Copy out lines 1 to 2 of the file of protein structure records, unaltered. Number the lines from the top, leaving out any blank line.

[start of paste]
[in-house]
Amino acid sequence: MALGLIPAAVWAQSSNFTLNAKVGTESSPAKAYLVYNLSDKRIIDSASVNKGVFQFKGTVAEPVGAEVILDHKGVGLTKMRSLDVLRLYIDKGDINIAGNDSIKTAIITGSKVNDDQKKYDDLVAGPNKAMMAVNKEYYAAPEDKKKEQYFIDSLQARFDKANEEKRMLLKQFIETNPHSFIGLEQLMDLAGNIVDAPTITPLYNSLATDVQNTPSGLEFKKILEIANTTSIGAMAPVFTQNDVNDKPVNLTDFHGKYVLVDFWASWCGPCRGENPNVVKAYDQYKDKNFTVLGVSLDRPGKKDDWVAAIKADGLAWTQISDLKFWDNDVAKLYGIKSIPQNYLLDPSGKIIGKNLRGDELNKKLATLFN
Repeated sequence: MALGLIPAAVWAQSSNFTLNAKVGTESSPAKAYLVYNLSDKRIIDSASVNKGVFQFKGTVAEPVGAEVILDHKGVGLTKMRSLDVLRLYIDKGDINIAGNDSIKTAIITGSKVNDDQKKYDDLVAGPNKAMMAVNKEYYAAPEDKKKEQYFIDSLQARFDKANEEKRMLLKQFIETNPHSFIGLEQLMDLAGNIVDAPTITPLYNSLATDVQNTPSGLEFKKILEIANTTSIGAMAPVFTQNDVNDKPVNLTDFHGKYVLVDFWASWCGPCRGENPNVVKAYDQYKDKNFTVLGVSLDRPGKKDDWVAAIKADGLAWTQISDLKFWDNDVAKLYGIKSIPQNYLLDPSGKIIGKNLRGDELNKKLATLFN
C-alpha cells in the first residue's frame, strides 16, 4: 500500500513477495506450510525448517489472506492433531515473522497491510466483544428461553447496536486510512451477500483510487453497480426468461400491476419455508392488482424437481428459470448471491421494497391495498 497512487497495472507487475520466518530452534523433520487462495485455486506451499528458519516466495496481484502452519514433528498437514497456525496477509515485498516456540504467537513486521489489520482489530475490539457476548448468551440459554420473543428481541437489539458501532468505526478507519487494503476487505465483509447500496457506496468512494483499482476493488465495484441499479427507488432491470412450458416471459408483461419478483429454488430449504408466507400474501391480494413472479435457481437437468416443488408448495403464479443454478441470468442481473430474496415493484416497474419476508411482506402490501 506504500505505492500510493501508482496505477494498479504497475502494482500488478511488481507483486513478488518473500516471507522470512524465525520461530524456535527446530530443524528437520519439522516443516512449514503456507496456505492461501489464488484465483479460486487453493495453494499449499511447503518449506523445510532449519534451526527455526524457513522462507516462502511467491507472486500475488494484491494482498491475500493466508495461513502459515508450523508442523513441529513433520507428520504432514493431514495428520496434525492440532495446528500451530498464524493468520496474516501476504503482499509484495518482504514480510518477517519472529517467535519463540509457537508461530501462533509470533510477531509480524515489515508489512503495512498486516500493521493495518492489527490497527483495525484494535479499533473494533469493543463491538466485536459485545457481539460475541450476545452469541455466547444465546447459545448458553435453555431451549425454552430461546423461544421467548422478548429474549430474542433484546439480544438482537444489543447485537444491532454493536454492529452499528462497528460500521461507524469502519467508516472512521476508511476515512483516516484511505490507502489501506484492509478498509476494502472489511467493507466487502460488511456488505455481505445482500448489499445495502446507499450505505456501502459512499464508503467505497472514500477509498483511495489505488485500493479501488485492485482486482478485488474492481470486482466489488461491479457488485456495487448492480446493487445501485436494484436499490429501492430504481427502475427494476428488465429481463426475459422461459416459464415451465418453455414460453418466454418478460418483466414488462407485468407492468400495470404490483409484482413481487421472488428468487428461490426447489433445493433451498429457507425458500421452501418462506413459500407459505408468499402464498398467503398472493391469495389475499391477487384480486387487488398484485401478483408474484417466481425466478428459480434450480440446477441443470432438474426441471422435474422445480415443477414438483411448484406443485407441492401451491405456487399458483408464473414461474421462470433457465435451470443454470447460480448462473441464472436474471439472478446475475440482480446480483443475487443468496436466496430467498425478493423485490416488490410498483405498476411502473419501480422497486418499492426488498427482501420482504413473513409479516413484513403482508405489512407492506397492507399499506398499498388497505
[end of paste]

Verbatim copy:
[in-house]
Amino acid sequence: MALGLIPAAVWAQSSNFTLNAKVGTESSPAKAYLVYNLSDKRIIDSASVNKGVFQFKGTVAEPVGAEVILDHKGVGLTKMRSLDVLRLYIDKGDINIAGNDSIKTAIITGSKVNDDQKKYDDLVAGPNKAMMAVNKEYYAAPEDKKKEQYFIDSLQARFDKANEEKRMLLKQFIETNPHSFIGLEQLMDLAGNIVDAPTITPLYNSLATDVQNTPSGLEFKKILEIANTTSIGAMAPVFTQNDVNDKPVNLTDFHGKYVLVDFWASWCGPCRGENPNVVKAYDQYKDKNFTVLGVSLDRPGKKDDWVAAIKADGLAWTQISDLKFWDNDVAKLYGIKSIPQNYLLDPSGKIIGKNLRGDELNKKLATLFN